Divine Library is a free online public library that includes free eBook downloads and free audio books.

We work with New Thought Seekers and Sharers around the world insuring that all New Thought Texts in the Public Domain are available for you to read on the web for free, forever!

"Unlike so many, we do not peddle the word of God for profit."
~ 2 Corinthians 2:17

Navigate through this book by clicking Next Page or Previous Page below the text of the page & jump directly to chapters using the chapter numbers above the text.

John Bascom - Creator of Science of Mind - progenitor of New Thought

Serving New Thought is pleased to present

John Bascom's

Science of Mind

"Evolution is better than Revolution. New Thought Library's New Thought Archives encompass a full range of New Thought from Abrahamic to Vedic. New Thought literature reflects the ongoing evolution of human thought. New Thought's unique inclusion of science, art and philosophy presents a dramatic contrast with the magical thinking of decadent religions that promulgate supersticions standing in the way of progress to shared peace and prosperity." ~ Avalon de Rossett

Your PayPal contributions insure this gift lasts forever. Please consider an ongoing PayPal subscription.

Introduction - Intellect - Mental Science's Divisions - Intellect's Divisions and Perceptions - The Understanding - The Reason - The Dynamics of the Intellect - Physical Feelings - Intellectual Feelings - Spiritual Feelings - Dynamics of Feelings - The Will - The Nervous System - Nervous System of Man - Executive Volition - Primary Volition, or Choice - Dynamics of the Will and the Mind - The Relations of the Systems Here Offered to Prevalent Forms of Philosophy - Index - Contents -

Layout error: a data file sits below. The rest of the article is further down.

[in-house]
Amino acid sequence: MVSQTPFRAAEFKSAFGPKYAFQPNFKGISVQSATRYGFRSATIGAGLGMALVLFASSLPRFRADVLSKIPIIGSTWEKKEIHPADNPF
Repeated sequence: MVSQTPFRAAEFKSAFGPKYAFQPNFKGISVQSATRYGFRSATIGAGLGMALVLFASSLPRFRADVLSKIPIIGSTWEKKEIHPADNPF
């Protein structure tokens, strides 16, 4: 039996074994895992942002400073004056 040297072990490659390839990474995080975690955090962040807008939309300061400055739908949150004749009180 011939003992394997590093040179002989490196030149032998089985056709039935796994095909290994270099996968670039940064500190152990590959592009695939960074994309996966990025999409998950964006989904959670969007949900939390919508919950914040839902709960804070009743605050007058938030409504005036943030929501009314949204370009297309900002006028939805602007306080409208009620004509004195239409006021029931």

Lesson 68 - 1. Division of the physical feelings - p.312

1. THE physical feelings are distinguished from others by arising directly from the body. They have a physical source and locality somewhere in the body, or, like nervous debility, are diffused through it. They are divisible as regards general quality, into pleasurable, indifferent and painful feelings. By indifferent feelings we do not mean complex states of mingled pain and pleasure, but states declared to consciousness, but neither as yet agreeable or disagreeable. The three divisions, if we look at them in reference to action, may be termed the stimulative, the indicative and the repressive feelings. The condition of certain organs indicates a preparation, or want of preparation for activity. Thus an appetite gently aroused prepares the way for indulgence. Simply as an appetitive movement, as yet neither balked nor gratified, it is hardly an occasion of pain or pleasure, but merely gives suggestion of a line of gratification.

As we begin to indulge the appetite, a sensible, declared pleasure sets in, stimulating farther indulgence, and this continues till the present power of the sensibility is expended. Then a second indifferent or indicative feeling succeeds, dissuading, without pain, from further indulgence. If this limit, however, be over-passed, positive discomfort follows, decidedly repressing activity. These three states may be regarded as a series of alternating cycles through which the physical feelings tend to move, and in one or other of which, when active, they remain for the time being.

page scan



Support New Thought Library so that we can continue our work 
of putting all public domain New Thought texts at your fingertips for free!